Is Federation closer to something like a Federal structure?

It is, actually. Many countries around the world follow a federal structure of governance where provinces self govern themselves under the federal government at the Center. The federal government is like the dad of all provincial governments. Federation in technology is a tad similar to this style of governance but then it’s different. The common thread between the two is the guiding cooperation shared by two entities which in case of the government structure is the federal and state governments. Confused? Let’s get to the first question then.

What is Federation all about?

Federation is all about sharing. It is about sharing of federated identities between two entities so as to remove redundancies. Let’s look at it from the social networking perspective. Most websites - require consumers to create an account and login - provide for customers to login using their social identities. You must already be knowing this is called Social Login. With Social Login, businesses don’t have to force their customers to register the first time their attempt to signin but can directly leverage their Facebook or Google identities and be led to their accounts. Social Login is nothing but Social Federation with the social identity being the federated identity.

So, at the basic level, the business is not provisioning identities but is using identities created by another business, which in case of social login is a social network. The federated identity is only used to authenticate a user or, in other words, ascertain that the person seeking access is genuine. Post this process, the business could choose to create a dedicated account. However, the authentication would always be dependent on the social network or another business.

Is there any prerequisite to this?

Of course there is. The first and foremost is trust. That is, trust between the two parties. Federated Identity Management architecture divides parties into two types: the Identity Provider and the Service Provider. The access seeking customer is the Principal or user. To establish a federated identity management architecture, the service provider must be able to trust the identity provider. If you don’t trust that Facebook will authenticate a genuine user only, there is no point in establishing the system because effectively you think you are exposing your infrastructure to external threats. This is why Federation is based on trust agreements between the identity provider and the service provider(s). And then, identity and service providers work with each other in an environment of laid down protocols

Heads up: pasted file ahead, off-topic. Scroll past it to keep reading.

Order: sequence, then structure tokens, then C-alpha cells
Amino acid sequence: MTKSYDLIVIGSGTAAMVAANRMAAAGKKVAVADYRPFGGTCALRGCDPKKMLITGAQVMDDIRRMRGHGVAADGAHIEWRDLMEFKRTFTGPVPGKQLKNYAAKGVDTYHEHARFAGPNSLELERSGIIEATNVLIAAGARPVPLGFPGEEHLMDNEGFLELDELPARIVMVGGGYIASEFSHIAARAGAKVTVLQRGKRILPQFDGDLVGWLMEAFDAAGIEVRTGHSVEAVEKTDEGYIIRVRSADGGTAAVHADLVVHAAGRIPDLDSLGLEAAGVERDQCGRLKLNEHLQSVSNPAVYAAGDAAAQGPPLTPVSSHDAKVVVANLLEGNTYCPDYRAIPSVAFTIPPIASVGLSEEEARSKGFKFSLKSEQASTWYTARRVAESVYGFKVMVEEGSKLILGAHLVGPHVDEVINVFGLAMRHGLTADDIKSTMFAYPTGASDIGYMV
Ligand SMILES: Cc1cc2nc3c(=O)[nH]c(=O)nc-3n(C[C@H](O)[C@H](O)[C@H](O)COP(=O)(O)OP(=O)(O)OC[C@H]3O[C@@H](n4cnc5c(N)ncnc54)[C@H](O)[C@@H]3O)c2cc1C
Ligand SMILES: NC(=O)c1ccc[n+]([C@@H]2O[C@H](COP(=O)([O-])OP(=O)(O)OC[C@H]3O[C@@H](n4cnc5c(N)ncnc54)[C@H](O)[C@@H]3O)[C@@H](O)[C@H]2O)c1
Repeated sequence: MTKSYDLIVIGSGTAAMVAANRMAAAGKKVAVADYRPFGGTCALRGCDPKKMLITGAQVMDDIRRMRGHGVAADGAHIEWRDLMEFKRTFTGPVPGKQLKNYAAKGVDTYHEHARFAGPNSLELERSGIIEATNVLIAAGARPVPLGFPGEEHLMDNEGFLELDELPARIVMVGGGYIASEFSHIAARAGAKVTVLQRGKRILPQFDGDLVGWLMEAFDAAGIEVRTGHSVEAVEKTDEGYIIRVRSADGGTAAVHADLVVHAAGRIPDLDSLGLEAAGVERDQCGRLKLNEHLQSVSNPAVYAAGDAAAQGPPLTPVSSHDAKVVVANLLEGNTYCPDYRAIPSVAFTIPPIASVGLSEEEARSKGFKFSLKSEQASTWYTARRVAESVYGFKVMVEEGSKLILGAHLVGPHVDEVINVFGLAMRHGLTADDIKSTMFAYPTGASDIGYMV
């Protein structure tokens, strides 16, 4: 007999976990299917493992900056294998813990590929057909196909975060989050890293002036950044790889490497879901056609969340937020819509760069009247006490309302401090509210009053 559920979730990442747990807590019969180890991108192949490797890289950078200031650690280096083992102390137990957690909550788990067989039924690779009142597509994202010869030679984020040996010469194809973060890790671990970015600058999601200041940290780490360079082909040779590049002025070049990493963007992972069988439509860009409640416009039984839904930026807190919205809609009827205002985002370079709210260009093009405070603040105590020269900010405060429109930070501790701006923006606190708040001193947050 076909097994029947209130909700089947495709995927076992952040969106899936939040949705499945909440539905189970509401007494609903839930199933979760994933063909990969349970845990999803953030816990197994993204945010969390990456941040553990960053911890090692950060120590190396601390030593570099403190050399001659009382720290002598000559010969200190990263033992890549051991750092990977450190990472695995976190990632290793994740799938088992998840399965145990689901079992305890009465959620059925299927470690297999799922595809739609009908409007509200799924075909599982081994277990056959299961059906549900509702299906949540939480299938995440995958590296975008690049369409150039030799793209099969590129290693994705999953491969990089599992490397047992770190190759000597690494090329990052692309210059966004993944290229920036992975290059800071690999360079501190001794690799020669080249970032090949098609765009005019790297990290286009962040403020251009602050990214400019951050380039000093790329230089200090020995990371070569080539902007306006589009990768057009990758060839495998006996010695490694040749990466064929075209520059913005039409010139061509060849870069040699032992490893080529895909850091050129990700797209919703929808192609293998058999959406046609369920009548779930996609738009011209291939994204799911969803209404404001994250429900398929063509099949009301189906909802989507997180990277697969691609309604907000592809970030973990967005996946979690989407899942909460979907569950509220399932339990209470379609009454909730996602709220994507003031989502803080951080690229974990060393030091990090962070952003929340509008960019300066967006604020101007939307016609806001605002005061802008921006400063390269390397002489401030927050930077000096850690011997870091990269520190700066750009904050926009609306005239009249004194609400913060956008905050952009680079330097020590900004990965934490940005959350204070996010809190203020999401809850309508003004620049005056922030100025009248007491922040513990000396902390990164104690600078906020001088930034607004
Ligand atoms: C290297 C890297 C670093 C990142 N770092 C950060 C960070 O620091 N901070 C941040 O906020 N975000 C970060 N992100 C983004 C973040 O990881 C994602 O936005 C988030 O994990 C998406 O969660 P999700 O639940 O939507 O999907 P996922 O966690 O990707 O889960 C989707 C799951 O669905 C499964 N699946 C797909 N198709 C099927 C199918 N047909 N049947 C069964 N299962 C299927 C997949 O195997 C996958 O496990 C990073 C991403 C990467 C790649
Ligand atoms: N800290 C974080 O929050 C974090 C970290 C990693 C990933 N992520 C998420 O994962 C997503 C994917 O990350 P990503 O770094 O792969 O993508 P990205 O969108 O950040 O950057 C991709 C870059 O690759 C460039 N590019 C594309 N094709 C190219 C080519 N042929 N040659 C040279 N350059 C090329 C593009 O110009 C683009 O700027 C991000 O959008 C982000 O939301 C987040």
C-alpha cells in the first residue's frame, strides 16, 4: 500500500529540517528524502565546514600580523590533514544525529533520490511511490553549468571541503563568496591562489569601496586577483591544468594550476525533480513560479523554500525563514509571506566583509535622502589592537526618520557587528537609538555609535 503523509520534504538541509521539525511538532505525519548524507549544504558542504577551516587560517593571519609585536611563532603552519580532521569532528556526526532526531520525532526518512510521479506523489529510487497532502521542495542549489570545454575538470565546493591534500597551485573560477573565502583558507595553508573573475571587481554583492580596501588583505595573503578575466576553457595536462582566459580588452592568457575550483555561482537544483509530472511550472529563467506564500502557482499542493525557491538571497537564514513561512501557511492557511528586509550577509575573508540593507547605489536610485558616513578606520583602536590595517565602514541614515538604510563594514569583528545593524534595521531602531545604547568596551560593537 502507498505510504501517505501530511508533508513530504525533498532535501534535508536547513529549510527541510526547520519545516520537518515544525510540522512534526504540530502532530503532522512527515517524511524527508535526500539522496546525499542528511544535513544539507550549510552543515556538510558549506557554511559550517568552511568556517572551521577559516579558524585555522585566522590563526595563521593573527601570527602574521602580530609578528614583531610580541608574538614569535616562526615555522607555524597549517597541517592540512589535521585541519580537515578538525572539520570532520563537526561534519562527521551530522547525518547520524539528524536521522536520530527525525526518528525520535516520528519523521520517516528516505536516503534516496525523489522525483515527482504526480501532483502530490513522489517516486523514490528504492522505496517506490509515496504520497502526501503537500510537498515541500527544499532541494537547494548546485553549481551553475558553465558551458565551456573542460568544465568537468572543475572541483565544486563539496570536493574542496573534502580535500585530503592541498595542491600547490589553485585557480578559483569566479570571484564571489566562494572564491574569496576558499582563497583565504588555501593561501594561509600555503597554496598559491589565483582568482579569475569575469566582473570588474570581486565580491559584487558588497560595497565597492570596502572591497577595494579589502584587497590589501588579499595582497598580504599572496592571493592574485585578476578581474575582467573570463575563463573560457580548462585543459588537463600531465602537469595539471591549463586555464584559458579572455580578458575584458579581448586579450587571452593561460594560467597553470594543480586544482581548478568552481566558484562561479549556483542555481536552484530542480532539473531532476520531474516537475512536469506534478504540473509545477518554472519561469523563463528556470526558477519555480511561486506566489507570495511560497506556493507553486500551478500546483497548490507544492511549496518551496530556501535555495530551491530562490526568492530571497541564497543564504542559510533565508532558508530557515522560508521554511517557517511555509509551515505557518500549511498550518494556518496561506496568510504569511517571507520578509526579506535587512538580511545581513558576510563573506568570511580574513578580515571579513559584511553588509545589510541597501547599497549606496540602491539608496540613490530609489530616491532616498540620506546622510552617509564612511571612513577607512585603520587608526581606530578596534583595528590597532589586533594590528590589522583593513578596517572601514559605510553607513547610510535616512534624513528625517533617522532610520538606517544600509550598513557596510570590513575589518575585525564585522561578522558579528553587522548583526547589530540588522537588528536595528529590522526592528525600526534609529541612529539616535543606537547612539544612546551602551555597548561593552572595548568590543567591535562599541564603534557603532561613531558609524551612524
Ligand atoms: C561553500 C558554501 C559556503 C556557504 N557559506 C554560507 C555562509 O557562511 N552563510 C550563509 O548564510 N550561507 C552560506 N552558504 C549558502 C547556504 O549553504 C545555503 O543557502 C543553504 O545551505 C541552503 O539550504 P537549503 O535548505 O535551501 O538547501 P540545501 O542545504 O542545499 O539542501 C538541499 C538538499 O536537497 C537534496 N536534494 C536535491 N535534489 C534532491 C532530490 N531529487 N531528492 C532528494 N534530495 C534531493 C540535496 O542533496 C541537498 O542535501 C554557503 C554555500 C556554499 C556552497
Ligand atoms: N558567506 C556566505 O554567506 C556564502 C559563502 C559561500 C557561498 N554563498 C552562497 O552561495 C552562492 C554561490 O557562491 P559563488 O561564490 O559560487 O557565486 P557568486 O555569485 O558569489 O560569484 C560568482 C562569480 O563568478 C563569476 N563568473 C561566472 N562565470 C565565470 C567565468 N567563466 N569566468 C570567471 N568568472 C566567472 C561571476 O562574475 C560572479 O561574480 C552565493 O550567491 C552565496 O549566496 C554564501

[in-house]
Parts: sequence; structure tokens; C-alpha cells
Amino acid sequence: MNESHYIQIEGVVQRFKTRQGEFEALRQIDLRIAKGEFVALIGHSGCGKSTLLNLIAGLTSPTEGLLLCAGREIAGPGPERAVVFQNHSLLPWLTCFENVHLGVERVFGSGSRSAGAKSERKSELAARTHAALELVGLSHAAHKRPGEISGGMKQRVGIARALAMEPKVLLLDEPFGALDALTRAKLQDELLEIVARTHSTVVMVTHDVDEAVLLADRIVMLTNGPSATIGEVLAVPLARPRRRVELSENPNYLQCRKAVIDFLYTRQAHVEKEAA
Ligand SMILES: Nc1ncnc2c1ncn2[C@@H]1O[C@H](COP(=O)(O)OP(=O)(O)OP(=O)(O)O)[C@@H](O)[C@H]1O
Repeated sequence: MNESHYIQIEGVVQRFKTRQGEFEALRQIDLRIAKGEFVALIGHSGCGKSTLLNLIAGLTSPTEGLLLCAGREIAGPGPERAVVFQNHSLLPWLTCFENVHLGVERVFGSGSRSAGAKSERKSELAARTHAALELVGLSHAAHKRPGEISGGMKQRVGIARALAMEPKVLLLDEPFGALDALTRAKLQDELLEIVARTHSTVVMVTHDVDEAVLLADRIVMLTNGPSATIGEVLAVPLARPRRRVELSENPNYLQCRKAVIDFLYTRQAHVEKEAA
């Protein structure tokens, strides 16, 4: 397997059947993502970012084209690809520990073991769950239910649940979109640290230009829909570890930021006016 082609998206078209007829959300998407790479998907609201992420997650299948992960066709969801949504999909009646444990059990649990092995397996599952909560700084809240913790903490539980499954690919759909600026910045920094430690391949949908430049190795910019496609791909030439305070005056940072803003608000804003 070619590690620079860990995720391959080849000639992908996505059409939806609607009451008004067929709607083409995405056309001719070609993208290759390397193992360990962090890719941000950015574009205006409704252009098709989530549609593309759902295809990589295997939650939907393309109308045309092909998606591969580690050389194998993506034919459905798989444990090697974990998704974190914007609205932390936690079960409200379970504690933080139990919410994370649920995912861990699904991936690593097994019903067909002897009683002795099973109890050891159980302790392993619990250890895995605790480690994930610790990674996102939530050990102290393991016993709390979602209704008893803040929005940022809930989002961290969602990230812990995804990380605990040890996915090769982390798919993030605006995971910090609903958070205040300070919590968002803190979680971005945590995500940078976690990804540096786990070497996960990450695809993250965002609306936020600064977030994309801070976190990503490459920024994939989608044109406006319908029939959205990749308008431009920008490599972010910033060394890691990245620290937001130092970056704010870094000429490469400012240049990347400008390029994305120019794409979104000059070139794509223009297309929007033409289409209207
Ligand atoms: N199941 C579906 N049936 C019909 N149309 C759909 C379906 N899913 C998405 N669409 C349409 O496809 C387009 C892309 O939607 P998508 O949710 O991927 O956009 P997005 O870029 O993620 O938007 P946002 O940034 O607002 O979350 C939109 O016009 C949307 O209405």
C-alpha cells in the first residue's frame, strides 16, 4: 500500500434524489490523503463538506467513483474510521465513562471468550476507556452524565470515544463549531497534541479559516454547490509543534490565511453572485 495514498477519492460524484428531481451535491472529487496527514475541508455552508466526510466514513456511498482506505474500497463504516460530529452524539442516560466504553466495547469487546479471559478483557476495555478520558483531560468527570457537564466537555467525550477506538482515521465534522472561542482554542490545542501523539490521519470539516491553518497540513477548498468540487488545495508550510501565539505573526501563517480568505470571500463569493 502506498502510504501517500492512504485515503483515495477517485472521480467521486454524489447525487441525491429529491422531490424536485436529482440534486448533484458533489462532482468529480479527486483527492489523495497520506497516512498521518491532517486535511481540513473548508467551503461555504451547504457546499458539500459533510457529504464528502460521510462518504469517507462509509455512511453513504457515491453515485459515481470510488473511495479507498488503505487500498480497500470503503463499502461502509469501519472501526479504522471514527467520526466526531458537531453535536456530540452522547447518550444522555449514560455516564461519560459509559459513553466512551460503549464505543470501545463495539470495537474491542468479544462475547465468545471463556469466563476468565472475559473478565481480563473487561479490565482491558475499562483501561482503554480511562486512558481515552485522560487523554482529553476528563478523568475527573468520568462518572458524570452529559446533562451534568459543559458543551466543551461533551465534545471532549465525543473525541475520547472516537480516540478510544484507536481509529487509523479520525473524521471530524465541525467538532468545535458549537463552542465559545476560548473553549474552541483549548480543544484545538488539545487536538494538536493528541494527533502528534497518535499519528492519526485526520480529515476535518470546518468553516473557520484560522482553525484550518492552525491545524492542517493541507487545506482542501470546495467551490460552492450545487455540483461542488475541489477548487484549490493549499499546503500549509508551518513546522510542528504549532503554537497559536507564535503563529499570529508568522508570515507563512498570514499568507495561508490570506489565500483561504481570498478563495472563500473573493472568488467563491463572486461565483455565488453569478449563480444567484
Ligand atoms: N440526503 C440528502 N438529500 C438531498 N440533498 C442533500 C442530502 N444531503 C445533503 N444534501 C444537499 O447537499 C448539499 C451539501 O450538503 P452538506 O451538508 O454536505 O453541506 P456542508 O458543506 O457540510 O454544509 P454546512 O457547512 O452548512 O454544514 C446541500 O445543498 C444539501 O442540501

What protocols does Federation Identity Management use?

Federated Identity Management requires application of protocols for communication between identity and service provider. Most commonly, OpenID and SAML are used for federated identity management though OAuth is also used but for the purpose of authorization. A simple flow of federation would be to setup an environment with an identity provider and a service provider. A user seeking access to a website - which is the service provider - reaches there and request login and presents the username and password credentials. Once entered, the service provider sends this information in a SAML request to the identity provider which is parsed. The identity provider verifies the credentials and sends a SAML response which is then accepted by the service provider as authentication and the user is logged in.

Federated Identity Management versus Single Sign-On. Are they different?

Single Sign-On is technically a subset of Federated Identity though they are designed to solve similar kind of problems. Single Sign-On basically is used to access multiple systems with the same set of credentials within a single organization. Federation, on the other hand, is more expansive and offers access to multiple systems across multiple enterprise organizations. So while Single Sign-On is one set of credentials to access, say, all Oracle applications, federation allows one single set of credentials for, say, all of Oracle, Microsoft and Google applications (this is only an example and not literal since there is no such agreement now).